“We’ve got six measles cases,” Asumani, the director of nursing told me when I arrived at the hospital.
They were a family of six children from a remote village in neighbouring Maniema Province. Their parents had woken them in the dark and they had walked for 12 hours through the bush, along narrow tracks, to get to the hospital. The oldest son, stricken with a severe pneumonia and too weak to walk, was pushed by his father on an old bicycle.
Measles is a highly contagious viral illness. In a country like DRC, many children are malnourished, their immune systems already under attack from malaria and other illnesses and a measles infection and its complications – diarrhoea, pneumonia, malnutrition – can kill.
In 1980, measles took the lives of an estimated 2.6 million children. Vaccination against measles saw this estimate drop to 139,300 in 2010, according to the World Health Organisation. But adequate vaccination coverage relies heavily on good communications, political and economic stability and a well-functioning health service – of which DRC has none.
I thought back to my epidemiology training the previous year. We spent three days roaming the stuffy, narrow corridors of the London School of Hygiene and Tropical Medicine, quizzing staff and students primed with epidemiological clues, to investigate and respond to a mock cholera outbreak. What I learned is that you have to react fast and on several levels at once to contain an outbreak which, with six measles cases in one day, is what our already overwhelmed hospital now had on its hands.
After treating the six children, most of whom had malaria as well, I met with the hospital staff to plan what to do next. At the hospital we arranged for the isolation of cases – luckily we had a small tent that had been emptied the previous day when our malnourished kids moved into a bigger one. We sent a vehicle to the town of Misisi to pick up a stock of measles vaccines stored at the health centre there to start immunising all eligible children admitted to hospital.
Serge and Albert, the hospital’s doctors, and I agreed we needed to get more information on the outbreak. But how? The remote village the family had come from, and a string of other settlements close to it, is only accessible by motorbike or foot. Our 4x4s wouldn’t be able to pass the overgrown, muddy paths. My idea of walking was quickly put down but Asumani, the director of nursing, broke the impasse and volunteered to go by motorbike to make an assessment while we arranged for an urgent supply of MSF vaccines to be sent to the project.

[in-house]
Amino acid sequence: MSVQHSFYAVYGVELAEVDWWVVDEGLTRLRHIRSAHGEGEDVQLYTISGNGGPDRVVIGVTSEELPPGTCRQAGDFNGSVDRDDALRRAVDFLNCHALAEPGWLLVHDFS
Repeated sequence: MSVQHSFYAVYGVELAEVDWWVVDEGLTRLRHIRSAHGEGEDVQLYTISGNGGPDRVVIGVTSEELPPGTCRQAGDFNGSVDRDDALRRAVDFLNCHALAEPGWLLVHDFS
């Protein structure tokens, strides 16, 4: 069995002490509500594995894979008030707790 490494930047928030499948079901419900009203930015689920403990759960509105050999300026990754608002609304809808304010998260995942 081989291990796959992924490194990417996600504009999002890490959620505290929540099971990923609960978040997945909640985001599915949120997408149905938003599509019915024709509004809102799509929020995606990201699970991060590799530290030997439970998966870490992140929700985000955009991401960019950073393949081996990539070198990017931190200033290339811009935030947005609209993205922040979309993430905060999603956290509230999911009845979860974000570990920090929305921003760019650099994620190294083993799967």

Asumani returned at the end of the next day, exhausted. He’d documented 67 cases, among whom were three deaths, and found that almost none of the area’s estimated 1,400 children had been vaccinated.
As ever in DRC, access remained the main obstacle to an urgent vaccination campaign. But the hospital staff and MSF put together a plan to use teams mounted on motorbikes, the passepartouts of the Congo. They carry whole families, jerrycans of petrol, bunches of bananas – I’ve seen one leave our hospital with the deceased carefully propped up between the rider and a relative.
The MSF logistics team improvised saddlebags using old flour sacks to carry the syringes, cool boxes and other equipment. Jeff, the project coordinator, bargained hard with the local motorbiking fraternity for transport and named the campaign “Operation Easy Rider”. Our MSF teams elsewhere in South Kivu arranged for the prompt delivery of 5,000 measles vaccines while we trained the teams.
Meanwhile, Asumani had headed back to warn village leaders of the planned campaign. You can’t just head off into a neighbouring province and start vaccinating kids without telling anyone. You have to have the agreement of the authorities. But the officials we needed to contact weren’t answering their mobiles, understandable here where there is often no network, a shortage of top-up tokens and where our own satellite link went down for three days. There was a tense wait as cases began to mount at the hospital but with our coordination in the regional capital Bukavu working the phones, we finally got the green light. We were “go!”
The motorbikes were loaded up at dawn, the petrol tanks filled and, with everyone looking anxiously at the grey clouds as it started to spit rain, 11 machines revved and roared as they made their way out of our compound, headed for Maniema.
The teams found and vaccinated 1,500 children – 100 more than we thought were in the area -and left behind medications to treat further measles cases at health posts along the way. We will need to remain vigilant and on the look-out for new cases. But I like to think that we, in our small way, lived up to the definition of MSF: “aller là où les autres ne vont pas” (going to the places where others don’t).
This post was first published by the Guardian online
Chris appeared on BBC Radio 4′s Midweek programme on Wednesday 4th July. You can listen to Chris and the other guests online if you have access to the BBC iplayer.